India's second-biggest private conglomerate which has interests ranging from software to steel, is known as much for his philanthropy as for being above the political fray.
"If there is a view, for various political reasons, that we should not be here or that what we are trying to do should be altered ... then we would necessarily face a situation, very reluctantly, where we would have to move," he said.
Shares in Tata Motors, India's leading vehicle maker, closed up 1.8 percent at 425.60 rupees in the Mumbai market that rose 1.1 percent.
The Nano has already encouraged other car makers including Renault, Nissan Motor, General Motors, Hyundai Motor to plan to make low-cost cars for India and other emerging markets.
Ratan Tata has said he expects eventual sales of one million units of the Nano in India, with exports also contributing later.
"It would seem that many people have a desire to not see that (launch) happen," he said on Friday.
"It's our desire to see that it takes place," he said, adding there "was no Plan B" for the roll-out of the Nano at this time.
Tata has said the plant at Singur, which was to have an initial capacity of 250,000 units, would be the first, but not the only plant to make the Nano.
The protests reflect a larger stand-off between industry and farmers unwilling to part with land in a country where two-thirds of the 1.1 billion population depends on agriculture.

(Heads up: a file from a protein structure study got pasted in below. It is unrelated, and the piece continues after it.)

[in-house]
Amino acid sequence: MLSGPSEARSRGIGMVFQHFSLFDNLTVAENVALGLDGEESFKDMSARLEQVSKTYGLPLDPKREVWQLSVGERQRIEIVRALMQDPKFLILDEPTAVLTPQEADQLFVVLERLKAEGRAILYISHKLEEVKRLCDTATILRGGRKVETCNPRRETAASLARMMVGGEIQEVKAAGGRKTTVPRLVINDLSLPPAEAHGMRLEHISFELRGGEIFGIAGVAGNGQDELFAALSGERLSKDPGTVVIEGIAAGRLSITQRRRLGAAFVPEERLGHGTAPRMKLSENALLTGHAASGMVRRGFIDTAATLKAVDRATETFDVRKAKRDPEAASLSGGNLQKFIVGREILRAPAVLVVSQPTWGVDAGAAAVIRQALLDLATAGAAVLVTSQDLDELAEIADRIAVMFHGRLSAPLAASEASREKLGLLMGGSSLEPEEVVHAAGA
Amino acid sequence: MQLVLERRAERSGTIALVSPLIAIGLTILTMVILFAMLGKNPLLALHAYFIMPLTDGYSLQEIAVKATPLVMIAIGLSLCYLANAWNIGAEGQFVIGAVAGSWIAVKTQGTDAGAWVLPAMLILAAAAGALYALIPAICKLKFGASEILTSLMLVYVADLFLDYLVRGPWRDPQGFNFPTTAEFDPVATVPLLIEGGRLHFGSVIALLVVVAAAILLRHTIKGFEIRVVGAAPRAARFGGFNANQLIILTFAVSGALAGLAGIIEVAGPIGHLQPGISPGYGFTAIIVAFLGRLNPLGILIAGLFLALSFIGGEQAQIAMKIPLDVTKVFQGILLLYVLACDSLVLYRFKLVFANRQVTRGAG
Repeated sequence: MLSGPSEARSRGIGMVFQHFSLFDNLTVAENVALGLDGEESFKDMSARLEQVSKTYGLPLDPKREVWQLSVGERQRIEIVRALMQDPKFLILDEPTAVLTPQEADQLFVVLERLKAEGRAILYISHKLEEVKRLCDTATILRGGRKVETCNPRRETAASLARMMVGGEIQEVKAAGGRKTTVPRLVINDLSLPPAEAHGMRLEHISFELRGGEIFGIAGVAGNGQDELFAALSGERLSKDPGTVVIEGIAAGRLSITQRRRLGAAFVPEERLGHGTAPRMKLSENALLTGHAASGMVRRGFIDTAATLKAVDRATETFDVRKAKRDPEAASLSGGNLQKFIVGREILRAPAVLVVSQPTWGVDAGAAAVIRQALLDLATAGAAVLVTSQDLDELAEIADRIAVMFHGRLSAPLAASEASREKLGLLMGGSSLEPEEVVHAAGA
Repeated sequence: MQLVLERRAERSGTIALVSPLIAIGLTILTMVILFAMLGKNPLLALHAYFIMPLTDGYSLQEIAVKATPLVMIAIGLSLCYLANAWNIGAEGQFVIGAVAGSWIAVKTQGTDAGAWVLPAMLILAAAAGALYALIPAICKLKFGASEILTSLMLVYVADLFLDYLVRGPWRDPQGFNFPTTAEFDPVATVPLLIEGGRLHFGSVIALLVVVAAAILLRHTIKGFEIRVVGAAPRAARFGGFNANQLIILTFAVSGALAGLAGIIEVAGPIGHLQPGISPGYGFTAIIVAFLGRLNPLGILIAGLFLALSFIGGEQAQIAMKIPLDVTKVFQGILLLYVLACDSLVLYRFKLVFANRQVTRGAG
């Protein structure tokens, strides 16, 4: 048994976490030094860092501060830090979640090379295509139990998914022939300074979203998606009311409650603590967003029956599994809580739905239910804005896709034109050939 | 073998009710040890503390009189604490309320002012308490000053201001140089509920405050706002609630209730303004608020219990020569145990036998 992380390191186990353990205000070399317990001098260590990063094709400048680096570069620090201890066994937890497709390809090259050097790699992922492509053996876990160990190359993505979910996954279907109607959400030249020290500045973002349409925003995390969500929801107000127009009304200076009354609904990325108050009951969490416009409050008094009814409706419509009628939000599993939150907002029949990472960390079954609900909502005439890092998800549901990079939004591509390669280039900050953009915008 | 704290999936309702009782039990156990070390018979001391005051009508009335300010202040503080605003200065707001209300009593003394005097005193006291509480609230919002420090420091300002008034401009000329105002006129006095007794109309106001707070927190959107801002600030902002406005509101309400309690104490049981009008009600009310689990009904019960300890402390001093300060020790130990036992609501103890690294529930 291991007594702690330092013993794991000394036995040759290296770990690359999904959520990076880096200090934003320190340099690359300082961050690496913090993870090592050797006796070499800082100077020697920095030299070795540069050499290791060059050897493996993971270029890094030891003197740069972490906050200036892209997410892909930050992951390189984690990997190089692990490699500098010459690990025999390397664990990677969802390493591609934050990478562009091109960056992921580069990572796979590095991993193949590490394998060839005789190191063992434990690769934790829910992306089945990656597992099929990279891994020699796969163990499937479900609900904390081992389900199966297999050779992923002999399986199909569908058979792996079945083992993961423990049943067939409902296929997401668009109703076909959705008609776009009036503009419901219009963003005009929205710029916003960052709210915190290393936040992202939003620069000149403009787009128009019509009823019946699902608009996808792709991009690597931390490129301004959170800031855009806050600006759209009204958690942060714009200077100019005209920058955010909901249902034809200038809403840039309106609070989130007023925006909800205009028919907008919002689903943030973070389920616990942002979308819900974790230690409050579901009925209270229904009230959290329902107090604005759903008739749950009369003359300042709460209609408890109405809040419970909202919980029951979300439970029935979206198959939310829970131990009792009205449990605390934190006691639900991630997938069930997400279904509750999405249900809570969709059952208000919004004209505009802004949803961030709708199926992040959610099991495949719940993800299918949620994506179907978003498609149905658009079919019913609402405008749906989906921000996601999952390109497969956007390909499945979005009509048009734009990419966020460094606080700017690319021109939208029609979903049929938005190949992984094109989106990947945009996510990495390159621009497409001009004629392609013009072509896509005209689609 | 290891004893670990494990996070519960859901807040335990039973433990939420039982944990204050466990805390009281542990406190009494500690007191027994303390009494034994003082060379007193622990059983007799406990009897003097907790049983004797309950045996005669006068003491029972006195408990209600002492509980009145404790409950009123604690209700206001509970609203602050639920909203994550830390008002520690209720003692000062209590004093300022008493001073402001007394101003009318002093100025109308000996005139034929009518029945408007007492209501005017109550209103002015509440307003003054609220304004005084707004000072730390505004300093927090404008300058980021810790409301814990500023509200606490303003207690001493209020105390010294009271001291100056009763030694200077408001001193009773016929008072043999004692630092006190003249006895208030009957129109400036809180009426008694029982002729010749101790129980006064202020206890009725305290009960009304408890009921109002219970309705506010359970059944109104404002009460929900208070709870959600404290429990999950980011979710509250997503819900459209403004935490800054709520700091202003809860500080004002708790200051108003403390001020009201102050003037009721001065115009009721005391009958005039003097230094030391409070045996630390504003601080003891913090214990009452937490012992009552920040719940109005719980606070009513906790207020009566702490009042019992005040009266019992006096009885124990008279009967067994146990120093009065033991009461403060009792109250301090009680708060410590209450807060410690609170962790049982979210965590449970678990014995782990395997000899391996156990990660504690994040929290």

The West Bengal government had started talks with the Trinamool Congress party, the main political opposition in the state, spearheading the protests.
"Everyone has a right to protest, but in a democratic and peaceful manner. I want them to keep their promise," Buddhadeb Bhattacharjee, West Bengal's chief minister said.
Mamata Banerjee, the opposition party chief, wants 400 acres of farmland returned to the farmers, which the government says is not possible to do.

India hopeful about NSG status

Yesterday over chat I talk to Siddharth, Deputy Editor of The Hindu , the sense is very clear .Foreign secretary Shivshankar Menon’s special briefing in Vienna was generally well received by the NSG member states on Thursday, with some describing it as useful and constructive, but Austria, New Zealand and Switzerland continued to hold out on an unconditional waiver for India.